Full Content is available to subscribers

Subscribe/Learn More  >

Mass Customization: Reuse of Digital Slicing for Additive Manufacturing

[+] Author Affiliations
Tsz-Ho Kwok, Yong Chen

University of Southern California, Los Angeles, CA

Hang Ye, Chi Zhou, Wenyao Xu

University at Buffalo, State University of New York, Buffalo, NY

Paper No. DETC2016-60140, pp. V01AT02A041; 9 pages
  • ASME 2016 International Design Engineering Technical Conferences and Computers and Information in Engineering Conference
  • Volume 1A: 36th Computers and Information in Engineering Conference
  • Charlotte, North Carolina, USA, August 21–24, 2016
  • Conference Sponsors: Design Engineering Division, Computers and Information in Engineering Division
  • ISBN: 978-0-7918-5007-7
  • Copyright © 2016 by ASME


Additive manufacturing, also known as 3D printing, enables production of complex customized shapes without requiring specialized tooling and fixture, and mass customization can then be realized with larger adoption. The slicing procedure is one of the fundamental tasks for 3D printing, and the slicing resolution has to be very high for fine fabrication, especially in the recent developed Continuous Liquid Interface Production (CLIP) process. The slicing procedure is then becoming the bottleneck in the pre-fabrication process, which could take hours for one model. This becomes even more significant in mass customization, where hundreds or thousands of models have to be fabricated. We observe that the customized products are generally in a same homogeneous class of shape with small variation. Our study finds that the slicing information of one model can be reused for other models in the same homogeneous group under a properly defined parameterization. Experimental results show that the reuse of slicing information have a maximum of 50 times speedup, and its utilization is dropped from more than 90% to less than 50% in the pre-fabrication process.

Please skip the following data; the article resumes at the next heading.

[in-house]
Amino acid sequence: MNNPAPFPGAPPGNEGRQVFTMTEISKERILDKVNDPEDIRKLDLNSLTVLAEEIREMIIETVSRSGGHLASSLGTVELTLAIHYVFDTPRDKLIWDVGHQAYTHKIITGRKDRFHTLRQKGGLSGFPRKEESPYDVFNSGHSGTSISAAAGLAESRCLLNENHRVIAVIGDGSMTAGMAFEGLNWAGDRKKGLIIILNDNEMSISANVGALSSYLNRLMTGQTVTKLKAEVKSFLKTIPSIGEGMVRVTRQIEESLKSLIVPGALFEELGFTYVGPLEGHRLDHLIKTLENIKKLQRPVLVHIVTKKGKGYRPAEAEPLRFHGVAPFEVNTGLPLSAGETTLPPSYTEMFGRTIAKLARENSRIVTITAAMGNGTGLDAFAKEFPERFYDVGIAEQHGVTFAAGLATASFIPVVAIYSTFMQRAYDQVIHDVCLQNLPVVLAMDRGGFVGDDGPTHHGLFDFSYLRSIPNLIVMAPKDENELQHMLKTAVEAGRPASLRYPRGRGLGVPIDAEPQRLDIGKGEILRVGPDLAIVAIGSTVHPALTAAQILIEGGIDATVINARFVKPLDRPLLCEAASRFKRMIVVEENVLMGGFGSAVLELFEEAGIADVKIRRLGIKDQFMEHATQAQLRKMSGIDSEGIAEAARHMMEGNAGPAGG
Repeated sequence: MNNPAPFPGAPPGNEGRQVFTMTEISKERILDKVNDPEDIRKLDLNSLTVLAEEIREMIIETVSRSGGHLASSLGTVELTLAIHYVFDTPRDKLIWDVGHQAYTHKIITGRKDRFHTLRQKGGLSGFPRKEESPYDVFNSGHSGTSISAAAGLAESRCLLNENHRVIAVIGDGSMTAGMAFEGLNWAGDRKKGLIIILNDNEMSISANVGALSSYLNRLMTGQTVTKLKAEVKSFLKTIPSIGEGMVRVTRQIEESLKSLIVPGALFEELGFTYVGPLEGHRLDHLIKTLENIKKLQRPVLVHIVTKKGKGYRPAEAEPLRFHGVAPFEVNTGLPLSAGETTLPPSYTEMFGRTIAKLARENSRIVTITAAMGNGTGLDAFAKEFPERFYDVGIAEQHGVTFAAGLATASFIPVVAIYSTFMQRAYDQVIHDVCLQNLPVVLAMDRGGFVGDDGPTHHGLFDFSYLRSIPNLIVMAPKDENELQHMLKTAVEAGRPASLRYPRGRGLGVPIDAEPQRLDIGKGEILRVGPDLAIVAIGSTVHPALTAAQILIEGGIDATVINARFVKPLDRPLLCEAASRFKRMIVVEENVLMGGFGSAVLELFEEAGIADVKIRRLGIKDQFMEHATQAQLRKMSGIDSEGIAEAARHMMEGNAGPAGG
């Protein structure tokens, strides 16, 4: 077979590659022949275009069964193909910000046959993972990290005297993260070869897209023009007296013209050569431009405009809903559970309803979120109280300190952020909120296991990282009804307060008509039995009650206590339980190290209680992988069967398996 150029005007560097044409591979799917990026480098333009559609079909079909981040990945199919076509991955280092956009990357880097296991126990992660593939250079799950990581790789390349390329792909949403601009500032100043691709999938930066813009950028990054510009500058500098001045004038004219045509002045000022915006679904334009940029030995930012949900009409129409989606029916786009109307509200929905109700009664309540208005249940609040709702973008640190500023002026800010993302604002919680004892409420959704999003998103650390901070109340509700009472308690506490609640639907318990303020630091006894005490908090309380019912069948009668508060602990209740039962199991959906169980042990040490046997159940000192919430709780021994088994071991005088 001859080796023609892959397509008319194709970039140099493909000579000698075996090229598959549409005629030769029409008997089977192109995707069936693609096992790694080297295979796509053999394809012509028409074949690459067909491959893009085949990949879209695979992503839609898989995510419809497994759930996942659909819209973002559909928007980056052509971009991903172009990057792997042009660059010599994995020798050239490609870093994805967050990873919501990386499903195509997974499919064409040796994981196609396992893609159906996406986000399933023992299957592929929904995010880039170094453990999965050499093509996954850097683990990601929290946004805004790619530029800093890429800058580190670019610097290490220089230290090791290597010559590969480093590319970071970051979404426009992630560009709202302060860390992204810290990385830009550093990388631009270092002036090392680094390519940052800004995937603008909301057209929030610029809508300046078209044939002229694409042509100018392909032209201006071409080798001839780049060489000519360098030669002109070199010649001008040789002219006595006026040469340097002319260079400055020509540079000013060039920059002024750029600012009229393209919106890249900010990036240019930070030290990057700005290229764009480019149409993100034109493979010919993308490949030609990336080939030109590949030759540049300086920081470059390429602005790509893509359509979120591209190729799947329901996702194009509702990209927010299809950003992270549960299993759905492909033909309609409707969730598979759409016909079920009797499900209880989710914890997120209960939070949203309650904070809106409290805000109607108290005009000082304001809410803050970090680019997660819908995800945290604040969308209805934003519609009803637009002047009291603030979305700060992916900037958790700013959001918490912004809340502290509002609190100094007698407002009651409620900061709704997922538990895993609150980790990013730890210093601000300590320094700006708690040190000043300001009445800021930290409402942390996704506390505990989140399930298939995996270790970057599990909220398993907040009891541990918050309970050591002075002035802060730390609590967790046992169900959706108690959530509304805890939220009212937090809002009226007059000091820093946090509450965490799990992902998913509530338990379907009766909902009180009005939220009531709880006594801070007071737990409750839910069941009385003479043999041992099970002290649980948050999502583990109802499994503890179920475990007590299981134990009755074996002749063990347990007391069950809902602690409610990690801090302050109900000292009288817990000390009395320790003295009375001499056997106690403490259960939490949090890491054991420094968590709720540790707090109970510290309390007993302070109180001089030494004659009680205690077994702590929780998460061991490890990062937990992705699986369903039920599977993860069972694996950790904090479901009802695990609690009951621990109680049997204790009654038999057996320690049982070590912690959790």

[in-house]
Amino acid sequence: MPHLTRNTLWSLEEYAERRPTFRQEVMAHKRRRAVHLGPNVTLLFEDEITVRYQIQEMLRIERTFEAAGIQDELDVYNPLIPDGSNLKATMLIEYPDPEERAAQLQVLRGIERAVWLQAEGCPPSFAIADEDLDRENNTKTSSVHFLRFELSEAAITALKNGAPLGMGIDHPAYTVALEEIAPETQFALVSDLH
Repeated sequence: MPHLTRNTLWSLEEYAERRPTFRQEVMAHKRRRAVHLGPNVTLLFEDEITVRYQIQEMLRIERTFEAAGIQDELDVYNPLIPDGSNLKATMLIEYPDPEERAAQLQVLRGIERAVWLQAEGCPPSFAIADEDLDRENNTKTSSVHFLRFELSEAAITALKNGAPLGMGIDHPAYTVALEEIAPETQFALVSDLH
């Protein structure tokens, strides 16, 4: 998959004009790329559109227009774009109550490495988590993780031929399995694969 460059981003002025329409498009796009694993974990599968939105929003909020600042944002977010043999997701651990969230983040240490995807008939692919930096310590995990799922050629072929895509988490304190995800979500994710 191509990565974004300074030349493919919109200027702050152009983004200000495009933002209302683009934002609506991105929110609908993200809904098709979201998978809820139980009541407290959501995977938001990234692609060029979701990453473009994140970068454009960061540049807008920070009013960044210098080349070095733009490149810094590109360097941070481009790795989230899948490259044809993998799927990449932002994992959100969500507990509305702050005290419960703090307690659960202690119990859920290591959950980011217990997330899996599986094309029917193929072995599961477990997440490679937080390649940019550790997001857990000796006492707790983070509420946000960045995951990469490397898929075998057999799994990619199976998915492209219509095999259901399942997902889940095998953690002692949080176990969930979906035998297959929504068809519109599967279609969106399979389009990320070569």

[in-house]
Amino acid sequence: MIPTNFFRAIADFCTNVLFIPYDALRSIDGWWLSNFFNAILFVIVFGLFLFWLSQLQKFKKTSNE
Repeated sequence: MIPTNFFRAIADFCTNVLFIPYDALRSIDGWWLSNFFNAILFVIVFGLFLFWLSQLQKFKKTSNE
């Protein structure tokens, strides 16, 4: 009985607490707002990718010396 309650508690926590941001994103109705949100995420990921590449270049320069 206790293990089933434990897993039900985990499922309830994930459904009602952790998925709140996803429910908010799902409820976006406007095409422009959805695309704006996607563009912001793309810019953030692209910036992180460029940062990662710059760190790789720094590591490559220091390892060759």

Copyright © 2016 by ASME



Interactive Graphics


Country-Specific Mortality and Growth Failure in Infancy and Yound Children and Association With Material Stature

Use interactive graphics and maps to view and sort country-specific infant and early dhildhood mortality and growth failure data and their association with maternal

Citing articles are presented as examples only. In non-demo SCM6 implementation, integration with CrossRef’s "Cited By" API will populate this tab (http://www.crossref.org/citedby.html).

Some tools below are only available to our subscribers or users with an online account.

Related Content

Customize your page view by dragging and repositioning the boxes below.

Related eBook Content
Topic Collections

Sorry! You do not have access to this content. For assistance or to subscribe, please contact us:

  • TELEPHONE: 1-800-843-2763 (Toll-free in the USA)
  • EMAIL: asmedigitalcollection@asme.org
Sign In